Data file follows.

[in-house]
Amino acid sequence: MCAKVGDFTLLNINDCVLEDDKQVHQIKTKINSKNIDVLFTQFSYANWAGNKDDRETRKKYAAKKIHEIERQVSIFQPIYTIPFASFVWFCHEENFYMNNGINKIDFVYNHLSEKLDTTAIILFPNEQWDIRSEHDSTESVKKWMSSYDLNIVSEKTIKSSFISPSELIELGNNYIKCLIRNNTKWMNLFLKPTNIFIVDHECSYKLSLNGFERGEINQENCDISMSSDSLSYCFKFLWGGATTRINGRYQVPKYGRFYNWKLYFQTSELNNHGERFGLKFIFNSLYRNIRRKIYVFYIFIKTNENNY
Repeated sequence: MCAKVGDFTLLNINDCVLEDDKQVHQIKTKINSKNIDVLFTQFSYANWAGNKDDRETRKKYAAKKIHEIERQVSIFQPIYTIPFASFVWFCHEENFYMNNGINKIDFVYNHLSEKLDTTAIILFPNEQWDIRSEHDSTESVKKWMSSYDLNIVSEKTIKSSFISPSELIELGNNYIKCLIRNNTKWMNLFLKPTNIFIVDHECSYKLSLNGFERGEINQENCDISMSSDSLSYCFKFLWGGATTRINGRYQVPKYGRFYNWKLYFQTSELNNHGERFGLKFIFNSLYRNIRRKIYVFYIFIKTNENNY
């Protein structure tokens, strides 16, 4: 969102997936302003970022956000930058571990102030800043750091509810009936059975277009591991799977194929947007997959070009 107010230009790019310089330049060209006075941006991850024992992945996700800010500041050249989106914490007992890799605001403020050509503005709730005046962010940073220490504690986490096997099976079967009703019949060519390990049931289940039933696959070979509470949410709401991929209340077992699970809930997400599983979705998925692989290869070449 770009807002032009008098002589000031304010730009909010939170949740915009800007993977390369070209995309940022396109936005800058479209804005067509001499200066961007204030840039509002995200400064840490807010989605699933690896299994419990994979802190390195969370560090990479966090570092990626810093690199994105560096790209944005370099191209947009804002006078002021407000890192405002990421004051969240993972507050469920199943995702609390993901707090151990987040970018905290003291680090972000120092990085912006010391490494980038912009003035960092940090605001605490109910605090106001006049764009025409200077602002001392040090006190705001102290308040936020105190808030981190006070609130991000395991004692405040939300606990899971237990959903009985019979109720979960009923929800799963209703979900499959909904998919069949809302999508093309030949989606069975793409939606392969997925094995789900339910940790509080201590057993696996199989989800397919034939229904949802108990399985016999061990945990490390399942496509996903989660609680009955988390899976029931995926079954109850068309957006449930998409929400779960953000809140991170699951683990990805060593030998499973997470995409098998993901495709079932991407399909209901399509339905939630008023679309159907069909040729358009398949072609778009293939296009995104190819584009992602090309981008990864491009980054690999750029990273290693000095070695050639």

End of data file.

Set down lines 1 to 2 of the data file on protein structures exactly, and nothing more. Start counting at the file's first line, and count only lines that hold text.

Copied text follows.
[in-house]
Amino acid sequence: MCAKVGDFTLLNINDCVLEDDKQVHQIKTKINSKNIDVLFTQFSYANWAGNKDDRETRKKYAAKKIHEIERQVSIFQPIYTIPFASFVWFCHEENFYMNNGINKIDFVYNHLSEKLDTTAIILFPNEQWDIRSEHDSTESVKKWMSSYDLNIVSEKTIKSSFISPSELIELGNNYIKCLIRNNTKWMNLFLKPTNIFIVDHECSYKLSLNGFERGEINQENCDISMSSDSLSYCFKFLWGGATTRINGRYQVPKYGRFYNWKLYFQTSELNNHGERFGLKFIFNSLYRNIRRKIYVFYIFIKTNENNY